Trespass is often handled through a civil lawsuit. But it can be a crime. If you hike or hunt, stay within the boundaries of the law. Wandering onto someone else's property can subject you to a misdemeanor charge, and if you are carrying a gun it could result in a felony charge.
Property Owner's Consent
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Unawareness that you are trespassing is not a defense to the charge, but consent by the property owner is a complete defense. That can take the form of an express written or oral consent, or it can be implied by the property owner's behavior.
Public Employee Exceptions
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Criminal trespassing statutes have public employee exceptions. They vary by state, but the intent is to allow police, fire and other public safety personnel to enter property without facing criminal charges. Louisiana law, for example, permits police, fire, medical personnel delivering services, public employees, utility employees and others to enter private property for the specific purpose of performing their legally authorized duties.
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Many states have exceptions that allow hunters to go onto private land. For example, hunters are allowed to go onto private land to retrieve hunting dogs in Louisiana, Michigan, Minnesota and Virginia. Hunters can enter private land to bring back wounded game in Iowa, Kansas, Minnesota and North Dakota.
Trespass with a Firearm
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When you are hunting, be careful not to trespass, because trespassing while carrying a firearm is a serious criminal offense. In Florida, for example, it is a felony punishable by up to five years in prison. Moreover, if you shoot a bullet, shot, arrow or bolt onto someone's land, you have committed trespass in Florida.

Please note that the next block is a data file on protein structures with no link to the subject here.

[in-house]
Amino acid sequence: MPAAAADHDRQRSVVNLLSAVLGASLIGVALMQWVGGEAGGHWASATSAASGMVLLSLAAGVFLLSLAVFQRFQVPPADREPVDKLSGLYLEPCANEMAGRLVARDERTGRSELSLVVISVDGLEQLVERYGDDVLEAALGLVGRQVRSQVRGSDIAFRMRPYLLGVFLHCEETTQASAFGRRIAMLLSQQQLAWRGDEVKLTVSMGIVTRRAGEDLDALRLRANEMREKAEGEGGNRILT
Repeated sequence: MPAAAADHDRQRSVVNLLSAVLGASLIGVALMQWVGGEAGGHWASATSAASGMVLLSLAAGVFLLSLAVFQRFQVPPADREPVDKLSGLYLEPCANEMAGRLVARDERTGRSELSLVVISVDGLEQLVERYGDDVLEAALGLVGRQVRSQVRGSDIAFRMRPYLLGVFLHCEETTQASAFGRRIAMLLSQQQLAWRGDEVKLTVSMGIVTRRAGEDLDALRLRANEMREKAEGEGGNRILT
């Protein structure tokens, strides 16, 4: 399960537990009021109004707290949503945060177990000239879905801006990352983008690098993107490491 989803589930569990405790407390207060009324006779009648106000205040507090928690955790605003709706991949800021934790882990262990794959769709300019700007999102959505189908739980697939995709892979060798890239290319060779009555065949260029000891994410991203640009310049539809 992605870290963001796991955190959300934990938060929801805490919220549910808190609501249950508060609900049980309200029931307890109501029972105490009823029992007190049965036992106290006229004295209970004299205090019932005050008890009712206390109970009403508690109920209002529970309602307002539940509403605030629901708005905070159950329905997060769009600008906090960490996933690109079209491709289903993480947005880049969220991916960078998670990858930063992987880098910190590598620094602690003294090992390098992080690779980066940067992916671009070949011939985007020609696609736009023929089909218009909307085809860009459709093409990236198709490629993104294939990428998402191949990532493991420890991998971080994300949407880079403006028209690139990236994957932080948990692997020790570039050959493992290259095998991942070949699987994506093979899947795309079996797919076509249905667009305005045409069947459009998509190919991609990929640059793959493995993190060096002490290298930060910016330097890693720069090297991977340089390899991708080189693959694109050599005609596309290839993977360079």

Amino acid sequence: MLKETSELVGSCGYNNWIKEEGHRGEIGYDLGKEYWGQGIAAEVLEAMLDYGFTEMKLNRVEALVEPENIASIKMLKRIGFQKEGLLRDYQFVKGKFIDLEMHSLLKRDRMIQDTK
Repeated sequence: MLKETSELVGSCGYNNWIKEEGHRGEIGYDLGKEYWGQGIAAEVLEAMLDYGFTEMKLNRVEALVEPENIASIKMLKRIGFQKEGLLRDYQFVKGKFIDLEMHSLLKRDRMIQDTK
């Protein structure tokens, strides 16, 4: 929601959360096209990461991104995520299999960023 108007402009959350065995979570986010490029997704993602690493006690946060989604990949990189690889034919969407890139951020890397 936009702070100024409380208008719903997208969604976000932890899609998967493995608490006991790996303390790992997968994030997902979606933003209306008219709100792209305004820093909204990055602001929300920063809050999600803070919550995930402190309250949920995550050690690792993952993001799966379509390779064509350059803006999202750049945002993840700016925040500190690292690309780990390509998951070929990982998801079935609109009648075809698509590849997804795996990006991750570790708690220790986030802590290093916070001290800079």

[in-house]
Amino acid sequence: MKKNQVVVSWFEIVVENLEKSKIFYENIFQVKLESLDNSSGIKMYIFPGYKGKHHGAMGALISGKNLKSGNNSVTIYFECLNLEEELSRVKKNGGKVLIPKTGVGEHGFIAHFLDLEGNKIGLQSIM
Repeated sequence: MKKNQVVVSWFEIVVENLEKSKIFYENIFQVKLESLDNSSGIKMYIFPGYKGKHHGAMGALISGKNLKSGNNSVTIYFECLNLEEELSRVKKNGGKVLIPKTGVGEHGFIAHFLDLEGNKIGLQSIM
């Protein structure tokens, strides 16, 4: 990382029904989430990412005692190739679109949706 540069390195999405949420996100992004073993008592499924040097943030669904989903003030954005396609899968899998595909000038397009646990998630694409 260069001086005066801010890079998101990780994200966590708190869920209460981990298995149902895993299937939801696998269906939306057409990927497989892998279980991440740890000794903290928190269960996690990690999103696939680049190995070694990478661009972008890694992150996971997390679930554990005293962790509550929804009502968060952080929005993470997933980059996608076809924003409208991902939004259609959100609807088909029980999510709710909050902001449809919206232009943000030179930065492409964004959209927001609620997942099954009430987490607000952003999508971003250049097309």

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Many states require the property owner to post a notice to stay off the property. Posted notices must be in purple paint in Arkansas, Missouri, Texas, and Kansas. Posted notices in other specific colors are required in Arizona, Idaho, Louisiana, Maine, Maryland, Nevada, Tennessee, Utah, Virginia and Wisconsin.
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Burglary is a felony form of trespass in which the actor has intent to commit a felony when he enters a place of business, dwelling or vehicle. While most cases of trespass are misdemeanors, burglary can carry a long prison sentence.
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A trespasser who stays on someone else's property long enough is engaging in adverse possession and may have the right to keep the property if the owner does not use it in any way over a specific period of time by state law.
This legal doctrine is designed to promote positive use of land. To claim title to land in this way, the non-owner must stake an exclusive claim to the property and must declare to the public an interest in the property.